Five days after the 'Petya' virus struck businesses across the globe, the world's biggest shipping company said it has got all its systems back online.
"Today we can finally reopen our key applications," Danish shipping giant A.P. Moller-Maersk said in a statement.
The company, which handles one in seven containers shipped globally, said it expects to have all its 1500 applications fully functional within a week.
Maersk had already started to take online bookings again on Friday, and had resumed container deliveries at its major ports, but client-facing operations only returned to normal on Monday.
About 90 percent of world trade is transported by sea, with ships and ports acting as the arteries of the global economy. Ports increasingly rely on communications systems to keep operations running smoothly, and any IT glitches can create major disruptions for complex logistic supply chains. The outage at Maersk left exporters and importers alike completely in the dark as to the whereabouts of their cargoes, while ports were unable to accept new arrivals.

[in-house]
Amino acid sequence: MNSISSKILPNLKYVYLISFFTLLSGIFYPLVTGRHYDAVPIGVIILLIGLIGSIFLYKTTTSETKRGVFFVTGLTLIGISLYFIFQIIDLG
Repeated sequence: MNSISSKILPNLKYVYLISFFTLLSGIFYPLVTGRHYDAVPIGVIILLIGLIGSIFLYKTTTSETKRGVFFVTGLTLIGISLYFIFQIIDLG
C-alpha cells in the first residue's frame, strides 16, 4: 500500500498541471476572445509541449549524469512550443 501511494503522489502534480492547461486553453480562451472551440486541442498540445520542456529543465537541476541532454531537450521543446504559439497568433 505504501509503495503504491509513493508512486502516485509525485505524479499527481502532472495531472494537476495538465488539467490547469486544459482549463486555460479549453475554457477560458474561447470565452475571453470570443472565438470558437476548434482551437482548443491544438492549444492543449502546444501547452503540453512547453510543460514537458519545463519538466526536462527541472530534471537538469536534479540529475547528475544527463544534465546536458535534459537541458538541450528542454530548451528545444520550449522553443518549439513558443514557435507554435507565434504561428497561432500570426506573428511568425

Maersk's port operator APM Terminals said on Sunday that all terminals had resumed operations and that it would continue to increase productivity and available services. The Maasvlakte II terminal in Rotterdam would be able to make import deliveries starting Monday, it said.
"We can, with great certainty, say that we have never experienced anything like this and therefore we are extremely excited to have achieved a milestone in the journey to be back fully online," Maersk said in the statement. "We are humbled by the number of people who have offered their help, and the flexibility shown has been tremendous."